The German and Italian fighter planes came in low, growling over the straggling refugee column as 10-year-old Alejandro Torrealba crouched on the ground, covered by the blanket that barely kept him alive in the frigid cold. Explosions lit up the highway, and suddenly Alejandro felt something strike him in the back. Covered in blood, moments later he got up to find the severed head of a little girl, perhaps six or seven years old, at his feet. His memories of that morning remained vivid as he recounted what happened to Baquero nearly eight decades after the attack.
A large but still disputed number of women, children, and elderly Spaniards were killed in the Málaga-Almería highway massacre. Additionally, Baquero’s investigations found that Spain has 2,591 mass graves with an estimated 120,000 “disappeared” Spaniards who remain unidentified. In fact after Cambodia, Spain is the country with the highest number of desaparecidos in the world. The exact number of those killed is still in dispute today, and no one has been prosecuted.
That much of this remains out of the country’s headlines is scandalous, but as Shulman explains about Spain’s 1977 Amnesty Law, “the perpetrators of crimes both on the left and right could not be prosecuted. Reconciliation, the political class agreed, was too important.” Nonetheless, 30 years later, in 2007, came Spain’s Historical Memory Law, which was intended to recognize and broaden rights and measures on behalf “of those who suffered persecution or violence during the Civil War and the Dictatorship.”
Today there is a generation of Spanish writers haunted by the country’s forgetting or feigned ignorance of the national past — most of them born later in the 20th century, among them the novelists Javier Marías (All Souls, Thus Bad Begins) and Javier Cercas (The Impostor) and the poet Pilar Fraile Amador. Last year, Marías told The New York Times he believed that Spain’s fascist past was still present, and Javier Cercas insists that “my books are really about the present, not the past. Because in Spain the present does not start now, or with Franco’s death in 1975, but with the civil war in 1936.”
In film, there are also the Almodóvar brothers, director Pedro and producer Agustín, who co-produced the 2018 documentary The Silence of Others (directors Robert Bahar, Almudena Carracedo). The Almodóvars have criticized the country’s lamentable desmemoria even as The Silence of Others presents portraits of those who suffered in the postwar years. The Almodóvar Brothers say the habit of forgetting has been prevalent in Spain for decades. “But 40 years on,” Augustín told the Guardian,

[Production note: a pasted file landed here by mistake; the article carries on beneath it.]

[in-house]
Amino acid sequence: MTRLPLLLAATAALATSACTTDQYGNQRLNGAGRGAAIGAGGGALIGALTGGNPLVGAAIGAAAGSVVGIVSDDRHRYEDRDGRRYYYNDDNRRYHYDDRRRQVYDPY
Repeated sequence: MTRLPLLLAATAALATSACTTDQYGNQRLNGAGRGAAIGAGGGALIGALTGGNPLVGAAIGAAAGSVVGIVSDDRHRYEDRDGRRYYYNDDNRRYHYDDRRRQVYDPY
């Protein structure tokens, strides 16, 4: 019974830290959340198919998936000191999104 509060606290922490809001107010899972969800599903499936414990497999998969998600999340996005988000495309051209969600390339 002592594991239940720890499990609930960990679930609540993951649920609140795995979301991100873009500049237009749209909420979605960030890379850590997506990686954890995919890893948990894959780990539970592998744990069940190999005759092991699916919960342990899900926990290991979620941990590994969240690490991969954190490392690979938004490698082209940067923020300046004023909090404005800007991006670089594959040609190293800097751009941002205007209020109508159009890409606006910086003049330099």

many of us think that our democracy is strong enough that it should now be able to address basic human rights questions[.] […] We feel that this film, which treats these issues with tenderness, respect and care, is a precious instrument to start a conversation that has been silenced for too long.
In fact, Aaron Shulman was inspired to begin researching The Age of Disenchantments after a private viewing of the Spanish cult documentary El desencanto, directed by Jaime Chávarri, which told the story of the Paneros in black and white. In his epilogue, Shulman asks the final question in his search for truth: “Does Leopoldo Panero’s complicity with the Franco dictatorship nullify the merits of his work?”
I have asked myself whether one can separate the literary greatness of works by Dostoyevsky, Céline, and Hemingway, for instance, from their flagrant bigotry and antisemitism. Or do we forgive their transgressions decades later, writing off such immoral behavior as merely characteristic of their era? When Spain’s Camilo José Cela was awarded the Nobel Prize for Literature in 1989, a time when I was living in Madrid, many questioned the Swedish Academy’s wisdom and intent in recognizing a novelist who had been so identified with Franquismo.
Cela at one time held a job as a literary censor, canceling in red pencil what was not seen as proper by the regime. And in the ’60s after he had published the major novels The Hive and The Family of Pascual Duarte, Cela was a snitch for the secret police who reported on his fellow writers.
Just as Spain was in the twilight of Franco’s reign in the early 1970s — the period known as tardofranquismo — the Paneros would become a new cause célèbre with the making of Jaime Chávarri’s documentary about the Panero family. But reconciliation didn’t mean remembering the dead and the thousands of mass graves, or the war prisoners and slave laborers. After the civil war, in 1940, there were a half million prisoners in labor camps in Spain, some of whom would remain in forced labor for years. After decades of forgetting, a truth commission was announced in the summer of 2018 long after most of those active during the civil war, 1936–1939, had already died. As recently as February 19, 2019, El País reported that Franco’s victims were still petitioning the Spanish government to officially condemn the Franco era and recognize the demands of those who suffered reprisals and loss.
We are each called to meditate on the palimpsests of all our countries — your country is not your country if you do not remember the country beneath the surface, the dead, the robbed, the forgotten — all those who did not see justice. As Juan Miguel Baquero suggests at the conclusion of El pais de la Desmemoria, we’re all history’s victims if we fail to remember what happened to us, individually and collectively. As the children of history, he writes, “our shared task is to promote the discourse of human rights to guarantee our future.”